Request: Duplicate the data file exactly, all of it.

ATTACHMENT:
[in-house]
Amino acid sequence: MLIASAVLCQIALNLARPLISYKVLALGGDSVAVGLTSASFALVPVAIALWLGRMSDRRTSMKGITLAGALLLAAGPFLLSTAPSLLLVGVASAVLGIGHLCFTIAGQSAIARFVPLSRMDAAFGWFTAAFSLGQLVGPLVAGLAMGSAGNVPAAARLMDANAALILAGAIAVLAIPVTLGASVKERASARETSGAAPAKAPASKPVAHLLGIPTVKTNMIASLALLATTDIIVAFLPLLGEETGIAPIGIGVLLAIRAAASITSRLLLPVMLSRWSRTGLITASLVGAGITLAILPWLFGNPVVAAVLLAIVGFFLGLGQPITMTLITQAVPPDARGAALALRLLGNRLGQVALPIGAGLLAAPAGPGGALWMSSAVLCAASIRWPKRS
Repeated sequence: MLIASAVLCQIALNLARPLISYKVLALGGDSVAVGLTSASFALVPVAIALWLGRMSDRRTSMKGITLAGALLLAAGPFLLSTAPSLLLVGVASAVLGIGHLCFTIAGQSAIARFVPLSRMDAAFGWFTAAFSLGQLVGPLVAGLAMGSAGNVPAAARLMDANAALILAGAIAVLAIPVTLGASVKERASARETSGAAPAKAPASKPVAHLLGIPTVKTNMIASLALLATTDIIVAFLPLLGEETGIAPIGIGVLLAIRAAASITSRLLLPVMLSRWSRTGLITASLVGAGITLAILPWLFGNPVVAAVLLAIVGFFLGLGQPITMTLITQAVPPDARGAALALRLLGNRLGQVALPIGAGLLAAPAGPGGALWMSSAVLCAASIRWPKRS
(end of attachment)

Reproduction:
[in-house]
Amino acid sequence: MLIASAVLCQIALNLARPLISYKVLALGGDSVAVGLTSASFALVPVAIALWLGRMSDRRTSMKGITLAGALLLAAGPFLLSTAPSLLLVGVASAVLGIGHLCFTIAGQSAIARFVPLSRMDAAFGWFTAAFSLGQLVGPLVAGLAMGSAGNVPAAARLMDANAALILAGAIAVLAIPVTLGASVKERASARETSGAAPAKAPASKPVAHLLGIPTVKTNMIASLALLATTDIIVAFLPLLGEETGIAPIGIGVLLAIRAAASITSRLLLPVMLSRWSRTGLITASLVGAGITLAILPWLFGNPVVAAVLLAIVGFFLGLGQPITMTLITQAVPPDARGAALALRLLGNRLGQVALPIGAGLLAAPAGPGGALWMSSAVLCAASIRWPKRS
Repeated sequence: MLIASAVLCQIALNLARPLISYKVLALGGDSVAVGLTSASFALVPVAIALWLGRMSDRRTSMKGITLAGALLLAAGPFLLSTAPSLLLVGVASAVLGIGHLCFTIAGQSAIARFVPLSRMDAAFGWFTAAFSLGQLVGPLVAGLAMGSAGNVPAAARLMDANAALILAGAIAVLAIPVTLGASVKERASARETSGAAPAKAPASKPVAHLLGIPTVKTNMIASLALLATTDIIVAFLPLLGEETGIAPIGIGVLLAIRAAASITSRLLLPVMLSRWSRTGLITASLVGAGITLAILPWLFGNPVVAAVLLAIVGFFLGLGQPITMTLITQAVPPDARGAALALRLLGNRLGQVALPIGAGLLAAPAGPGGALWMSSAVLCAASIRWPKRS